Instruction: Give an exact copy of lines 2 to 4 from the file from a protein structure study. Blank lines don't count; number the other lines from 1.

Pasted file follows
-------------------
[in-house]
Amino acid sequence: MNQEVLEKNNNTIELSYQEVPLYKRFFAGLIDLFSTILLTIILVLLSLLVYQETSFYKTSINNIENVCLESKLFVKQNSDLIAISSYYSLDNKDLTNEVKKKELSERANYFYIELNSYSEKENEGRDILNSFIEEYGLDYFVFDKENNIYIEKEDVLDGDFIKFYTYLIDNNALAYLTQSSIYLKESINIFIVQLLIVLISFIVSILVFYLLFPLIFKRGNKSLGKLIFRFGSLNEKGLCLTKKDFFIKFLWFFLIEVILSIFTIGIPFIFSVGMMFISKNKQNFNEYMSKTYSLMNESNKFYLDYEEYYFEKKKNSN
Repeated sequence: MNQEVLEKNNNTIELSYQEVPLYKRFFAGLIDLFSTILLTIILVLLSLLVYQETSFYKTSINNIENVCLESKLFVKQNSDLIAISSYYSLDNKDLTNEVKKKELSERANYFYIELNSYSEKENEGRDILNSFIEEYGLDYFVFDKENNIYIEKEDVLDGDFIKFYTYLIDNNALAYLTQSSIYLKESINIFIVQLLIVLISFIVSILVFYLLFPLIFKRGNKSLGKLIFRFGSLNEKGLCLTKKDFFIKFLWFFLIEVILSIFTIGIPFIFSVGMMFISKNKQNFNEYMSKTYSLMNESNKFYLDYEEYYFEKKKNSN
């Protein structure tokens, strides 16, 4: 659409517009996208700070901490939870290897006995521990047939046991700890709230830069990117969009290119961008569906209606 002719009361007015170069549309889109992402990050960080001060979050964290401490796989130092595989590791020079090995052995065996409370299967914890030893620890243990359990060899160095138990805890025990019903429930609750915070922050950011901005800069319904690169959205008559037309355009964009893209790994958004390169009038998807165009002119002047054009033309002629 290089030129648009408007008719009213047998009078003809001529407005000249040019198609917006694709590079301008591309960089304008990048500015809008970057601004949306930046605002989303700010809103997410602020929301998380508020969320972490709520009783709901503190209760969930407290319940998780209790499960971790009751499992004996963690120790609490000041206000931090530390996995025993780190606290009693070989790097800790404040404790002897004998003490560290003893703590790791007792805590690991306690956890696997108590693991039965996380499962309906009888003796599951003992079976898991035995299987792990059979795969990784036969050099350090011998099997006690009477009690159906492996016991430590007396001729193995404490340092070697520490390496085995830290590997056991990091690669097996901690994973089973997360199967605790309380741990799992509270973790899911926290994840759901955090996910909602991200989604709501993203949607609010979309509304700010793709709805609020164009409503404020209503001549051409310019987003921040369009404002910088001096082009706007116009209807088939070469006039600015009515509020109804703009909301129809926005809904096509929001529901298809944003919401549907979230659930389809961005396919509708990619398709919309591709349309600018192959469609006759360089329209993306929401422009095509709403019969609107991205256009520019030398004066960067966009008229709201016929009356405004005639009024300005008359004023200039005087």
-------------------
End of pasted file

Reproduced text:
Amino acid sequence: MNQEVLEKNNNTIELSYQEVPLYKRFFAGLIDLFSTILLTIILVLLSLLVYQETSFYKTSINNIENVCLESKLFVKQNSDLIAISSYYSLDNKDLTNEVKKKELSERANYFYIELNSYSEKENEGRDILNSFIEEYGLDYFVFDKENNIYIEKEDVLDGDFIKFYTYLIDNNALAYLTQSSIYLKESINIFIVQLLIVLISFIVSILVFYLLFPLIFKRGNKSLGKLIFRFGSLNEKGLCLTKKDFFIKFLWFFLIEVILSIFTIGIPFIFSVGMMFISKNKQNFNEYMSKTYSLMNESNKFYLDYEEYYFEKKKNSN
Repeated sequence: MNQEVLEKNNNTIELSYQEVPLYKRFFAGLIDLFSTILLTIILVLLSLLVYQETSFYKTSINNIENVCLESKLFVKQNSDLIAISSYYSLDNKDLTNEVKKKELSERANYFYIELNSYSEKENEGRDILNSFIEEYGLDYFVFDKENNIYIEKEDVLDGDFIKFYTYLIDNNALAYLTQSSIYLKESINIFIVQLLIVLISFIVSILVFYLLFPLIFKRGNKSLGKLIFRFGSLNEKGLCLTKKDFFIKFLWFFLIEVILSIFTIGIPFIFSVGMMFISKNKQNFNEYMSKTYSLMNESNKFYLDYEEYYFEKKKNSN
């Protein structure tokens, strides 16, 4: 659409517009996208700070901490939870290897006995521990047939046991700890709230830069990117969009290119961008569906209606 002719009361007015170069549309889109992402990050960080001060979050964290401490796989130092595989590791020079090995052995065996409370299967914890030893620890243990359990060899160095138990805890025990019903429930609750915070922050950011901005800069319904690169959205008559037309355009964009893209790994958004390169009038998807165009002119002047054009033309002629 290089030129648009408007008719009213047998009078003809001529407005000249040019198609917006694709590079301008591309960089304008990048500015809008970057601004949306930046605002989303700010809103997410602020929301998380508020969320972490709520009783709901503190209760969930407290319940998780209790499960971790009751499992004996963690120790609490000041206000931090530390996995025993780190606290009693070989790097800790404040404790002897004998003490560290003893703590790791007792805590690991306690956890696997108590693991039965996380499962309906009888003796599951003992079976898991035995299987792990059979795969990784036969050099350090011998099997006690009477009690159906492996016991430590007396001729193995404490340092070697520490390496085995830290590997056991990091690669097996901690994973089973997360199967605790309380741990799992509270973790899911926290994840759901955090996910909602991200989604709501993203949607609010979309509304700010793709709805609020164009409503404020209503001549051409310019987003921040369009404002910088001096082009706007116009209807088939070469006039600015009515509020109804703009909301129809926005809904096509929001529901298809944003919401549907979230659930389809961005396919509708990619398709919309591709349309600018192959469609006759360089329209993306929401422009095509709403019969609107991205256009520019030398004066960067966009008229709201016929009356405004005639009024300005008359004023200039005087």